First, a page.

"We don’t want to go to Senior just to stay afloat, just to survive relegation; we want to be competing, we want to be winning games"

Leaving Cert student Emma Duggan is hoping Meath can build on last year's IFC success

By DECLAN ROONEY

With two TG4 All-Ireland final appearances and one winner’s medal in the bag by the age of 18, Meath’s Emma Duggan is one of the most promising Ladies Football talents ever to play the game. But the next few months will be a delicate juggling act as she combines virtual county training with her Leaving Certificate preparations.

Since helping Meath win the TG4 Intermediate All-Ireland title in December, Duggan turned her main focus to home schooling and unpicking the doubts surrounding this year’s state exams.

A sixth year student at St Peter’s College in Dunboyne, she admits that general stress levels have escalated in her peer group, but the distraction of inter-county training has been most welcome in a time of turbulence.

“It’s tough going alright. The worst thing is you are kind of stuck in the same room all day. I’m on the iPad all day for school, then you have homework to do and some study to do on top of that. When you’re in school there is at least a change of scenery but it all looks the same now at the minute,” said Duggan (18), who scored seven points as Meath defeated Westmeath at Croke Park in December.

“I’m definitely finding it a bit of a struggle at the minute. Back in September when we first started back in school, that was when county football kicked off again. It definitely served as a great distraction for me. Heading off to training, it’s a very good mental break.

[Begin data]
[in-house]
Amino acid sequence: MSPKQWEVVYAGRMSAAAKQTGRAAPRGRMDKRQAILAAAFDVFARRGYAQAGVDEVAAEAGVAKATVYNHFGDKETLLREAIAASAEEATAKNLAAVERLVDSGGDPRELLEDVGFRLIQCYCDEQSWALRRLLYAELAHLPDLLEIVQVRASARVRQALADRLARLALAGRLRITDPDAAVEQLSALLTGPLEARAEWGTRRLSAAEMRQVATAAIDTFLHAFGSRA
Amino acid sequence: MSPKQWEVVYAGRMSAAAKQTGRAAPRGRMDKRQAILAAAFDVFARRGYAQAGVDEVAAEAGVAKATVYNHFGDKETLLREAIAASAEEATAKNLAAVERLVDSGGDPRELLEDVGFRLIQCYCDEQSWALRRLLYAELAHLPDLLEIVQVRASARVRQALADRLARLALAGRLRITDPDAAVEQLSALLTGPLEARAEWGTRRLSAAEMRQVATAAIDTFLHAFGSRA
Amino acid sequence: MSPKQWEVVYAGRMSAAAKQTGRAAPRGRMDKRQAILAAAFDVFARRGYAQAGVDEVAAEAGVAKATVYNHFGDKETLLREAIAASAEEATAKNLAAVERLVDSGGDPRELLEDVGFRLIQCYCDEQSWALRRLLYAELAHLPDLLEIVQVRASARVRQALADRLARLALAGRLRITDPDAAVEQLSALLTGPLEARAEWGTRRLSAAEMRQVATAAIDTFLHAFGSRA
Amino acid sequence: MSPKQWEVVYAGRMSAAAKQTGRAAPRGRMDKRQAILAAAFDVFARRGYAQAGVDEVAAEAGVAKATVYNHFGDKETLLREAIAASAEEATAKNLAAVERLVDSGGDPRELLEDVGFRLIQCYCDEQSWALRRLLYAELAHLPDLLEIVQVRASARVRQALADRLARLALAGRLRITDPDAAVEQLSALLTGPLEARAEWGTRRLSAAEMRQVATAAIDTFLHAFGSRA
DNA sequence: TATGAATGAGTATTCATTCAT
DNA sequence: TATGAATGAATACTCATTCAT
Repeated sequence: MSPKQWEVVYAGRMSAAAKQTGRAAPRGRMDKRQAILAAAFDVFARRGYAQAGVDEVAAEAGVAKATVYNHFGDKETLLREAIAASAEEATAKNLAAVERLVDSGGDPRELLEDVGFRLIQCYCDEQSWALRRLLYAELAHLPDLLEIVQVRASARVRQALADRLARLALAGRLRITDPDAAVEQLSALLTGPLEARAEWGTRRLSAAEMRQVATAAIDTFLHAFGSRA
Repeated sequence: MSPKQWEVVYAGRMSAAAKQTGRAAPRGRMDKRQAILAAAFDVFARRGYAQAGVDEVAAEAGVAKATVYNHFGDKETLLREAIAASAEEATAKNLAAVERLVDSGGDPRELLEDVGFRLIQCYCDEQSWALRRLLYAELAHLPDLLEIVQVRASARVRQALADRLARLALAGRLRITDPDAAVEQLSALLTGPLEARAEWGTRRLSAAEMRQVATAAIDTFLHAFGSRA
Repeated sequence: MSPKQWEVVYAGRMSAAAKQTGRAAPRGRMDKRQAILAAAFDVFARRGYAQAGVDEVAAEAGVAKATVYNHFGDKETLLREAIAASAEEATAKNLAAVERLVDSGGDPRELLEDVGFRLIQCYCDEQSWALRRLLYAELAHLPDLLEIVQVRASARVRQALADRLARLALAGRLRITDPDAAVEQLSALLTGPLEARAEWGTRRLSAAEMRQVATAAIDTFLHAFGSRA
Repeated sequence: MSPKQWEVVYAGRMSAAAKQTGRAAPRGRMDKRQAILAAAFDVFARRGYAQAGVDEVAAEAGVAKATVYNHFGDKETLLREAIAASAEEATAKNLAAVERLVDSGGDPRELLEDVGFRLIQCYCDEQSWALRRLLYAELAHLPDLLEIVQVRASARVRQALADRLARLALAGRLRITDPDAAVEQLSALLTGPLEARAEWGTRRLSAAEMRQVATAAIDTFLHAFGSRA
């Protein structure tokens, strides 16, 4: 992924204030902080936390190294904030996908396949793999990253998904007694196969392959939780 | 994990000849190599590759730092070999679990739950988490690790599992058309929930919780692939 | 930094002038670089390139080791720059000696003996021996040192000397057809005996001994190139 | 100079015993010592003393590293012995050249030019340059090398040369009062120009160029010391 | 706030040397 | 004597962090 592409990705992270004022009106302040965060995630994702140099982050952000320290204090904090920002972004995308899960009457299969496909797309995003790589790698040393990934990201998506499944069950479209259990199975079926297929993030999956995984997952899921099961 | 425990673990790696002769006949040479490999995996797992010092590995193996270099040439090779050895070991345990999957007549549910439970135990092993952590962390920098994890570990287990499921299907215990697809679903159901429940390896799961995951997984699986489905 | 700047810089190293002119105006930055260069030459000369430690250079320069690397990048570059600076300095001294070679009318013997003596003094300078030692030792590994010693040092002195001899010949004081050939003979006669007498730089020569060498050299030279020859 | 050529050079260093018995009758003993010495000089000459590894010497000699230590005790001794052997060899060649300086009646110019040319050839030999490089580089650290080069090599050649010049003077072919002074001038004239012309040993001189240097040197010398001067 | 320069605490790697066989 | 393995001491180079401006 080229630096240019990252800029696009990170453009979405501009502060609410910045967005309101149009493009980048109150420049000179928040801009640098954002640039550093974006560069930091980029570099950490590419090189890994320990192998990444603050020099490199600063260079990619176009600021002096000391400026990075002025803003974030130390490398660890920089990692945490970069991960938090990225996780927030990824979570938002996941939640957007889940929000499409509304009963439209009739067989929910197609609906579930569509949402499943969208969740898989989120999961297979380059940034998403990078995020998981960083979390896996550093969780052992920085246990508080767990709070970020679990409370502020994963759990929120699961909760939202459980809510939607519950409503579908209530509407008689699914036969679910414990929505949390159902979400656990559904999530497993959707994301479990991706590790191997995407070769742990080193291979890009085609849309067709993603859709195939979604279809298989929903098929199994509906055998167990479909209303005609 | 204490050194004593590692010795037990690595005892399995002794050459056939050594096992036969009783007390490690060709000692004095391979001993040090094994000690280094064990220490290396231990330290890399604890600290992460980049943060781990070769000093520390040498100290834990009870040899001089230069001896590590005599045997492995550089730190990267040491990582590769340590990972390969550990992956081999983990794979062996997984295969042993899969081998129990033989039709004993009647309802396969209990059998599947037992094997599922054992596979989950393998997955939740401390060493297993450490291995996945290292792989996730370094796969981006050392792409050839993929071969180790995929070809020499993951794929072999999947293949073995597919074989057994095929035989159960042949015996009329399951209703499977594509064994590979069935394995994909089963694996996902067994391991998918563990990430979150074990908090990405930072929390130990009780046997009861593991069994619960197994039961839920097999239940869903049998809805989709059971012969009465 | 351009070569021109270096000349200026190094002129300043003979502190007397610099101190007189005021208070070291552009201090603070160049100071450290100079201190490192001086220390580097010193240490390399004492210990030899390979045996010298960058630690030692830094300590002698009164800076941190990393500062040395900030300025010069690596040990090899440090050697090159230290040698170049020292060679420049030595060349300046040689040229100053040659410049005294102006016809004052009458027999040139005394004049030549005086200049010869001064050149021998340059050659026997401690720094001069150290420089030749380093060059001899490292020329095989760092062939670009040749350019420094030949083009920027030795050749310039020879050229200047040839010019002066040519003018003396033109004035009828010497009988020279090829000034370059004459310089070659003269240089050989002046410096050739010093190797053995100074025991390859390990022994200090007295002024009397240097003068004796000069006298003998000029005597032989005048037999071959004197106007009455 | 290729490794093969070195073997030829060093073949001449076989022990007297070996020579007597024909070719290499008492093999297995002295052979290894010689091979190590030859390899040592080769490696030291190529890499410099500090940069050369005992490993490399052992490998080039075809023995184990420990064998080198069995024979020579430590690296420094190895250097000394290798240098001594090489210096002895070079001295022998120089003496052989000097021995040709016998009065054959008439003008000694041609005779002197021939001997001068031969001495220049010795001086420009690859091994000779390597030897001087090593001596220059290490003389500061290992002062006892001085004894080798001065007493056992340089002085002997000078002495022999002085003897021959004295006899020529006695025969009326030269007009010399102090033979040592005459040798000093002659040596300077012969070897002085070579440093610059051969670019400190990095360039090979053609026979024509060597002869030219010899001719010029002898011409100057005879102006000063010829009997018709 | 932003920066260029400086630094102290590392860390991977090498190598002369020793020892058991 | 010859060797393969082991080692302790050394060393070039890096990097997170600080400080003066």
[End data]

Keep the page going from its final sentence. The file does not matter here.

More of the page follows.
“Whereas now I’m stuck at home, training on my own. You are not socialising with your friends and teammates either, but you have to keep it in your head that you are going to be back soon enough. That is keeping me going at the minute.”

This week’s confirmation that Leaving Cert students can opt to take the traditional exam or the accredited grades will bring some relief around the country, but whatever happens come June, the Meath youngster will be prepared.

“Routine is the most important thing for me. I have become a big fan of the diary since January started. I write out what I plan to do for the day and that keeps me on top of things and helps me focus. Every hour of the day I have something to do and that keeps me busy.

“There has been a lot of uncertainty, whether it will or won’t go ahead, but I know myself, I’m just focused on the job that has to be done. But it is very hard. A lot of my friends are a bit stressed at the minute because we are trying to fill out our CAO too, all of that is creeping up.

“I’m not too stressed right now, whatever will be will be. That’s the mindset that I’ll stick with. Hopefully I’ll be ready for whatever it is.”

While exams and studies are taking priority for Duggan, the prospect of playing Senior Championship football later this year really excites the Donboyne forward. She wasn’t part of the panel that lost the 2018 Intermediate Final, but defeat in the 2019 edition was a heavy blow for the debutant.

Meath put their consecutive Final losses behind them (they’d also suffered defeat to Tyrone in 2017) with a stunning show against Westmeath, and although their promotion came a year later than she’d hoped, Duggan thinks the team is now ready to be a competitive Senior outfit.